With over 139 million paying customers, Netflix is very much in the bandwidth optimisation game. It keeps their costs down, it keeps customers’ costs down for those on metered tariffs and lower bitrate keeps the service more responsive.
As we’ve seen on The Broadcast Knowledge over the years, Netflix has tried hard to find new ways to encode video with Per-Title encoding, VMAF and, more recently, per-shot encoding as well as moving to more efficient codecs such as AC1.
Mariana Afonso from Netflix discusses what do you do with devices that decode the latest encoders either because they are too old or can’t get certification? Techniques such as per-title encoding work well because they are wholly managed in the encoder. Whereas with codecs such as AV1, the decoder has to support it too, meaning it’s not as widely applicable an optimisation.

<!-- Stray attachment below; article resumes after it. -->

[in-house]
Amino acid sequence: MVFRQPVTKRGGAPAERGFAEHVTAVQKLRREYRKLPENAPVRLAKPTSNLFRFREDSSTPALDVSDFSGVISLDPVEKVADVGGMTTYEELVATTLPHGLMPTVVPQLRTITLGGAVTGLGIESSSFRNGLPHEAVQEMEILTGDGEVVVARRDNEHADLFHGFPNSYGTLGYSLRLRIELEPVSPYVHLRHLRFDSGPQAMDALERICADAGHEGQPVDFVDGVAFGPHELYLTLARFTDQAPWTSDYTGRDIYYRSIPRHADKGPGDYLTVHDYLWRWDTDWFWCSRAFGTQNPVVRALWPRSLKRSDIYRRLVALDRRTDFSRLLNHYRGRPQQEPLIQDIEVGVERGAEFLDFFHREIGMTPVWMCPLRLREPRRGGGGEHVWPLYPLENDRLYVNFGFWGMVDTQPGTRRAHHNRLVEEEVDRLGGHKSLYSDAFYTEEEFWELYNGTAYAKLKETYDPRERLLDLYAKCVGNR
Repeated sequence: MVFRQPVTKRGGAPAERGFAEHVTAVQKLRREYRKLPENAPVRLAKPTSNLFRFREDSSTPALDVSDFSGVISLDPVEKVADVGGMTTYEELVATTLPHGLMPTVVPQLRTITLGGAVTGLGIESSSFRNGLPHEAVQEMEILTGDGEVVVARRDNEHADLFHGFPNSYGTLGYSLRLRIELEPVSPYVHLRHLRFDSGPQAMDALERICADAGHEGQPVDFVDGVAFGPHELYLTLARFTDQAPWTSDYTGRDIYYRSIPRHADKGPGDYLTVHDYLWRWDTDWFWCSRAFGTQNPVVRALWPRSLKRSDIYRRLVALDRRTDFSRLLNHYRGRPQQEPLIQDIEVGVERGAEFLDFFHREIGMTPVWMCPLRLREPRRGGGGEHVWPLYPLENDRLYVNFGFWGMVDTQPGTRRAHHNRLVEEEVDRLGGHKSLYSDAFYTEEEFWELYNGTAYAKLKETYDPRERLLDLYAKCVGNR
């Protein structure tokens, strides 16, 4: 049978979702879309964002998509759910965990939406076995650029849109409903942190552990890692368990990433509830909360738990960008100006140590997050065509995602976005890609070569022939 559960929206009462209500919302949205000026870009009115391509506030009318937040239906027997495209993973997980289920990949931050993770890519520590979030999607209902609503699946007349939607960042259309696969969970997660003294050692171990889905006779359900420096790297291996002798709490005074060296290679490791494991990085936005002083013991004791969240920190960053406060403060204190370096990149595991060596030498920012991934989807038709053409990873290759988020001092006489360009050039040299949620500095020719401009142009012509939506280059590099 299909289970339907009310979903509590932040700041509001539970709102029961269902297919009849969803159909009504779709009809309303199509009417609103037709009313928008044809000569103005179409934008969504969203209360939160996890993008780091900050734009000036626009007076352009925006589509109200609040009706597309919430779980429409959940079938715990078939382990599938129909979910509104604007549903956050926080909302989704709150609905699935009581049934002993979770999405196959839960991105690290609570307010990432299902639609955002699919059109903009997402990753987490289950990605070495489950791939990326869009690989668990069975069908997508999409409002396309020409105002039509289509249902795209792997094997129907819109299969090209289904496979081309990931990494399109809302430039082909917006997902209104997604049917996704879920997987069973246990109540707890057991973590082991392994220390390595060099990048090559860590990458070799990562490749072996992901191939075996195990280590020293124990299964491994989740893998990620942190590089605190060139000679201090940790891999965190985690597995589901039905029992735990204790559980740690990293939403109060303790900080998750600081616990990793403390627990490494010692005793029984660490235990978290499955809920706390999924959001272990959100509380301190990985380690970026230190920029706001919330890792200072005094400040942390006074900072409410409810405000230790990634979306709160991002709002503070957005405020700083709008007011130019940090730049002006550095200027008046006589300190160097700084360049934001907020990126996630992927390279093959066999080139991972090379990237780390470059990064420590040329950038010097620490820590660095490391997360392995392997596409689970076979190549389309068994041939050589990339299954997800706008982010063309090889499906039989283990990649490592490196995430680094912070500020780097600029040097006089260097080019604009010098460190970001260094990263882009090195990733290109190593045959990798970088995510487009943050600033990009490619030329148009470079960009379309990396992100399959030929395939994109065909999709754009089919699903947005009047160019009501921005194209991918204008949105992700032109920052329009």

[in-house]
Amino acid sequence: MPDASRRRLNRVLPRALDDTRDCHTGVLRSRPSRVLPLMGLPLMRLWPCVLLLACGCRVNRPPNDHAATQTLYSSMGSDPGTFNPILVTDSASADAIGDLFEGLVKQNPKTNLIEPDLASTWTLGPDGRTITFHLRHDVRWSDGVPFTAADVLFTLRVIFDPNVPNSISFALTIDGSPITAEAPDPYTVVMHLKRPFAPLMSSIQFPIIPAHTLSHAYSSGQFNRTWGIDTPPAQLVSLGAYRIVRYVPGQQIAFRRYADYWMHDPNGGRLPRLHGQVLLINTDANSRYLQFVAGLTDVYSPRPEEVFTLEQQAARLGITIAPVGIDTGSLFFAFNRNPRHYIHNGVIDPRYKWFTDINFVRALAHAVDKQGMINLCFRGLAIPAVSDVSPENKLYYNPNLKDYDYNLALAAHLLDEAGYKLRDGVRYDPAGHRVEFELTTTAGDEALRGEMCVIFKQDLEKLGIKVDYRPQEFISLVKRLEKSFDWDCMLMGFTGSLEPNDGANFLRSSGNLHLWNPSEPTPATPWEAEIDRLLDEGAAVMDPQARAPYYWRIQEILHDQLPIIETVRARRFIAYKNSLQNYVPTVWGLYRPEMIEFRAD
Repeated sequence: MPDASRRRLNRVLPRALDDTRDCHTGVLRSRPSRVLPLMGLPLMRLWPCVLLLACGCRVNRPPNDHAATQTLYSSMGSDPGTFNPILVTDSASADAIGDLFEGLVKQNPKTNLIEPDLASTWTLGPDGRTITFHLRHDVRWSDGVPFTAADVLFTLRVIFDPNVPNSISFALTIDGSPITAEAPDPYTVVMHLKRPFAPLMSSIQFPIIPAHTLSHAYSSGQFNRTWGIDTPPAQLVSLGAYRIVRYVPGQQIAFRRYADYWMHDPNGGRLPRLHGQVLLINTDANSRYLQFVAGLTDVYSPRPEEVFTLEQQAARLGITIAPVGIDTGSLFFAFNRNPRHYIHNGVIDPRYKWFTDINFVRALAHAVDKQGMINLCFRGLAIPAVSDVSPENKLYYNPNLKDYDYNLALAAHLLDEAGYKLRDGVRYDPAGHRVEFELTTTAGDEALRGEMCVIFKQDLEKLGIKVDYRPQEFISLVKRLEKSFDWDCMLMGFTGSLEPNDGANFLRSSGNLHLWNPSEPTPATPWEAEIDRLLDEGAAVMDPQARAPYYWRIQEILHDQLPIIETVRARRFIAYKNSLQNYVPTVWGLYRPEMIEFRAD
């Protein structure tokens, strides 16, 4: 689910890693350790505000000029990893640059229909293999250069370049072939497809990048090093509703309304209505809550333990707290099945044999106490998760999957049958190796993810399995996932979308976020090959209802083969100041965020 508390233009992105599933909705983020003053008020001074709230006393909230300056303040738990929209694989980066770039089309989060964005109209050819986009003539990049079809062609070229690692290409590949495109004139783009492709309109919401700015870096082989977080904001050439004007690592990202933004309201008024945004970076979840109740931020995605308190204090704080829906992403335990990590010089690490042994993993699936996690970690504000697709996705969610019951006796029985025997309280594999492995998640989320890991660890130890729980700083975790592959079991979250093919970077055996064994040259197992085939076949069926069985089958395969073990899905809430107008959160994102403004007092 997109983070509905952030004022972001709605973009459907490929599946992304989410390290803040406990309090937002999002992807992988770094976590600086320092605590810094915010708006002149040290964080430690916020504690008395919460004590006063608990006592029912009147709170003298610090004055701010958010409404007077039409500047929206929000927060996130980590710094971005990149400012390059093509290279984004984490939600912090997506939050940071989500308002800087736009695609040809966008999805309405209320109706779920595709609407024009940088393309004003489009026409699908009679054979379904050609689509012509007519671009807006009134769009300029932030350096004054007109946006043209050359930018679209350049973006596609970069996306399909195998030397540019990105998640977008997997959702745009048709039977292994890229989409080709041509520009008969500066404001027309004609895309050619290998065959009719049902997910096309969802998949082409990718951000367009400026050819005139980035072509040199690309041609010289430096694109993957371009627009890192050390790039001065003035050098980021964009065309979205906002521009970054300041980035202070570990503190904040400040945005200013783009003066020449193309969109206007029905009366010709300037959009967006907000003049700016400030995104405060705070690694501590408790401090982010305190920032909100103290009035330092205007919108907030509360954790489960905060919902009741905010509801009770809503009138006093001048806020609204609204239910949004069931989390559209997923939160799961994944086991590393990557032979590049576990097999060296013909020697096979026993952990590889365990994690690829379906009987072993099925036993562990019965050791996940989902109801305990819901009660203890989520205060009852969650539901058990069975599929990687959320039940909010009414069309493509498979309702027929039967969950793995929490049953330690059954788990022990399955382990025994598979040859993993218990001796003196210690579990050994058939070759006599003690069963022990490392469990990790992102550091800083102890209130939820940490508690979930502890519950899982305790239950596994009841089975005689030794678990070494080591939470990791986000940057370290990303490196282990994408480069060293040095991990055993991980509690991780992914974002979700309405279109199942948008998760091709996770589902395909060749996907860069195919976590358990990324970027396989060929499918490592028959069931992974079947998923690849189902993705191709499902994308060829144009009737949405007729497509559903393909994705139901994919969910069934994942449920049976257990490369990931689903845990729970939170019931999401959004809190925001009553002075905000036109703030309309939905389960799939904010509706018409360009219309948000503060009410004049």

As per-title encoding was developed within Netflix before they got their VMAF metric finished, it still uses PSNR, explains Mariana. This means there is still an opportunity to bring down bitrates by using VMAF. Because VMAF more accurately captures how the video looks, it’s able to lead optimisation algorithms better and shows gains in tests.
Better than per-title is per-chunk. The per-chunk work done modulates the average target bitrate from chunk to chunk. This avoids over-allocating bits for low-complexity scenes and results in a more consistent quality by 6 to 16%.
Research Scientist, Video Algorithms,